BASIC INFORMATION ON FRAUDULENT TRANSFERS
WHAT RELIEF IS THERE FOR A FRAUDULENT TRANSFER?
The remedies available under TUFTA are quite broad. In an action for relief against a transfer or obligation under TUFTA, a creditor may obtain (1) avoidance of the transfer or obligation to the extent necessary to satisfy the creditor’s claim; (2) an attachment or other provisional remedy against the asset transferred or other property of the transferee in accordance with the applicable Texas Rules of Civil Procedure and the Civil Practice and Remedies Code relating to ancillary proceedings; or (3) subject to applicable principles of equity and in accordance with applicable rules of civil procedure: (A) an injunction against further disposition by the debtor or a transferee, or both, of the asset transferred or of other property; (B) appointment of a receiver to take charge of the asset transferred or of other property of the transferee; or (C) any other relief the circumstances may require. At least one court has recognized the broad powers that the last option provides. Additionally, if a creditor has obtained a judgment on a claim against the debtor, the creditor, if the court so orders, may levy execution on the asset transferred or its proceeds. All of the remedies above are subject to the specific defenses identified in TUFTA.
The substantial reach of TUFTA provides a basis for seeking relief from a broad field of potential defendants. Under the plain meaning of TUFTA, persons who received the asset made the basis of the fraudulent transfer claim or for whose benefit the fraudulent transfer was made can be joined in the lawsuit. A judgment under TUFTA may be entered against the first transferee of the asset or the person for whose benefit the transfer was made. Fraudulent Transfers can give rise to claims against out of state defendants under the long arm statute.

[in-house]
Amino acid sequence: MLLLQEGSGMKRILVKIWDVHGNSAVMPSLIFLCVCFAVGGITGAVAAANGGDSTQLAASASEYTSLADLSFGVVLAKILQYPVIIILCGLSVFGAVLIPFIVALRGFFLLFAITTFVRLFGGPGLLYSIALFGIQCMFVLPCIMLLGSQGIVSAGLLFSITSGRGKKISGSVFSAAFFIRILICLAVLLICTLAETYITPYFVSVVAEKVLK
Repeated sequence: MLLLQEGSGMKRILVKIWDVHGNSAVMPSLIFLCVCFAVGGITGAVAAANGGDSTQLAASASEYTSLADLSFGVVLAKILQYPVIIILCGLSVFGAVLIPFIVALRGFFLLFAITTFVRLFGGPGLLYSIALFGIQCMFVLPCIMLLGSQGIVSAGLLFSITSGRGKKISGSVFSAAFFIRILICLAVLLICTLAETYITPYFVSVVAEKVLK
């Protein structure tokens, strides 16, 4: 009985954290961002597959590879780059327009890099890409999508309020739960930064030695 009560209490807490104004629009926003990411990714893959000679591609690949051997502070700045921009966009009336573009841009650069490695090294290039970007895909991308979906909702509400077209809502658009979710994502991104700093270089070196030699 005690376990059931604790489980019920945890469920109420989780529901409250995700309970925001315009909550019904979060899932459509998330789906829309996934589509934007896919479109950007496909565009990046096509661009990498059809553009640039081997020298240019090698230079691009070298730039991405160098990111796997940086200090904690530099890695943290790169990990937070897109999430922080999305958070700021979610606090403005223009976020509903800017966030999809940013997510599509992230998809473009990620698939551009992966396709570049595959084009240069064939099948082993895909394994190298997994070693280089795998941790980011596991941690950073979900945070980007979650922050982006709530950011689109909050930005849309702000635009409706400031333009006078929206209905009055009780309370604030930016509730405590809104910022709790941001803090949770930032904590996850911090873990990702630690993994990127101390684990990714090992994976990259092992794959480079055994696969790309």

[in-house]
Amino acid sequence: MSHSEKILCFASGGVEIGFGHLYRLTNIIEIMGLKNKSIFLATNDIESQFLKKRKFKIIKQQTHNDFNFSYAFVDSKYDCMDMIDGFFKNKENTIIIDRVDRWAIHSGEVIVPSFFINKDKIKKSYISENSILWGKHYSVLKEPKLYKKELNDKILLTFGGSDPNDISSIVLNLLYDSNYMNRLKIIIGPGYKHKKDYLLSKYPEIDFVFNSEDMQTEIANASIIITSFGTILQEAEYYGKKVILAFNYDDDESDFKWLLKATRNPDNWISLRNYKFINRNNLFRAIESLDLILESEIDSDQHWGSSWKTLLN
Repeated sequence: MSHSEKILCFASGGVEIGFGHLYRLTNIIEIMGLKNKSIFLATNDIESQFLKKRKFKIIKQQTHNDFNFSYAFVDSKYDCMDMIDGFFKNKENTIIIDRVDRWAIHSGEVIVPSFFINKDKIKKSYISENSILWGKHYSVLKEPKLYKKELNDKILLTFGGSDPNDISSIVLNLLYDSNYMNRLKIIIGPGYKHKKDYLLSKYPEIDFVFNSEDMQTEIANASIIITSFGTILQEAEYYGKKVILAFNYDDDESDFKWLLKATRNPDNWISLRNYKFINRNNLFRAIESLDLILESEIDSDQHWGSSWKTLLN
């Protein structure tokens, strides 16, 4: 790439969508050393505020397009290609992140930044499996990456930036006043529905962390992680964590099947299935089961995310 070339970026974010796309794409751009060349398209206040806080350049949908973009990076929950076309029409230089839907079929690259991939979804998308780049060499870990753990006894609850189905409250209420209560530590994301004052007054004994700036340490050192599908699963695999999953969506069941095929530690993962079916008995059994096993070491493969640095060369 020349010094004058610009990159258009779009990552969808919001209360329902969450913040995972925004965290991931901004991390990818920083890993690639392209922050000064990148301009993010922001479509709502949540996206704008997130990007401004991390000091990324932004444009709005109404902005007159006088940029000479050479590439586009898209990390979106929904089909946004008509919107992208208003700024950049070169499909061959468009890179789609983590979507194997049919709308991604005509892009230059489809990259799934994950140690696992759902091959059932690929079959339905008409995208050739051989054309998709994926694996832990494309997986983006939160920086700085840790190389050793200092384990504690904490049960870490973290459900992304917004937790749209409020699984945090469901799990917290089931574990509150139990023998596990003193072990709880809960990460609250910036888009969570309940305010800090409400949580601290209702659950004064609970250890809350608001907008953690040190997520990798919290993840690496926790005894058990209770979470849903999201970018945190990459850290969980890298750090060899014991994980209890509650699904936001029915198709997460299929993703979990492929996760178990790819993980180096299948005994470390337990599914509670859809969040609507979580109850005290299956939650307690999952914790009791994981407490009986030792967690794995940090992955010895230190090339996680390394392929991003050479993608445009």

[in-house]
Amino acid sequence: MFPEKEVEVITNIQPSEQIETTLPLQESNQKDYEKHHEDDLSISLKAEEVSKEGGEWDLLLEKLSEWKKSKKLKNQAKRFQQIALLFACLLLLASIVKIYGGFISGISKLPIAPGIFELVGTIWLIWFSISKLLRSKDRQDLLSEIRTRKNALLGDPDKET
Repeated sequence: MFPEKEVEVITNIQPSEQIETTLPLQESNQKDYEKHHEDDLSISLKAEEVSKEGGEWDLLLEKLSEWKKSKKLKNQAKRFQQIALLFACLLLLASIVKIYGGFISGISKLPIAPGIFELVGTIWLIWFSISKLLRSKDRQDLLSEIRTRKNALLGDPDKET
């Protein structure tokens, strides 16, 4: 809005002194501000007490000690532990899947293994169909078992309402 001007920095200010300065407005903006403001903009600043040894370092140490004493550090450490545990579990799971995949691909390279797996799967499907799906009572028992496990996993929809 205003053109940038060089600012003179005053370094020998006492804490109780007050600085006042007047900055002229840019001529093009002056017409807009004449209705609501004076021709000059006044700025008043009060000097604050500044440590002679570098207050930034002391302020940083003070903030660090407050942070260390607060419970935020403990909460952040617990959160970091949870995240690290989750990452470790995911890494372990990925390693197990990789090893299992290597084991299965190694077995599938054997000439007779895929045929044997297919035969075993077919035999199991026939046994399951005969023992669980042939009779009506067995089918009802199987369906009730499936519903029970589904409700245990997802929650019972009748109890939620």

Although TUFTA does not define who is a “transferee” under the statute, it does specifically define the term “transfer,” which means every mode, direct or indirect, absolute or conditional, voluntary or involuntary, of disposing of or parting with an asset or an interest in an asset, and includes payment of money, release, lease, and creation of a lien or other encumbrance. The dominion and control test provides that the minimum requirement before a defendant may qualify as a transferee for purposes of liability under a fraudulent transfer claim is dominion over the money or other asset – that is, the right to put the money to one’s own purposes. A party has dominion over the funds when it is in essence, free to invest the whole amount in lottery tickets or uranium stocks if it wishes. Therefore, TUFTA provides a broad brush of potentially liable parties.
Realistically, the purpose of a fraudulent transfer claim is to either obtain possession of property that has been transferred in an attempt to avoid obligations, or more likely obtain money damages as noted above. TUFTA outlines specific relief that can be requested: (1) avoidance of the transfer or obligation to the extent necessary to satisfy the creditor’s claim; (2) an attachment or other provisional remedy against the asset transferred or other property of the transferee in accordance with the applicable Texas Rules of Civil Procedure and the Civil Practice and Remedies Code relating to ancillary proceedings; or (3) subject to applicable principles of equity and in accordance with applicable rules of civil procedure: (A) an injunction against further disposition by the debtor or a transferee, or both, of the asset transferred or of other property; (B) appointment of a receiver to take charge of the asset transferred or of other property of the transferee; or (C) any other relief the circumstances may require. Therefore, any or all of the specific relief that will assist the creditor should be pled.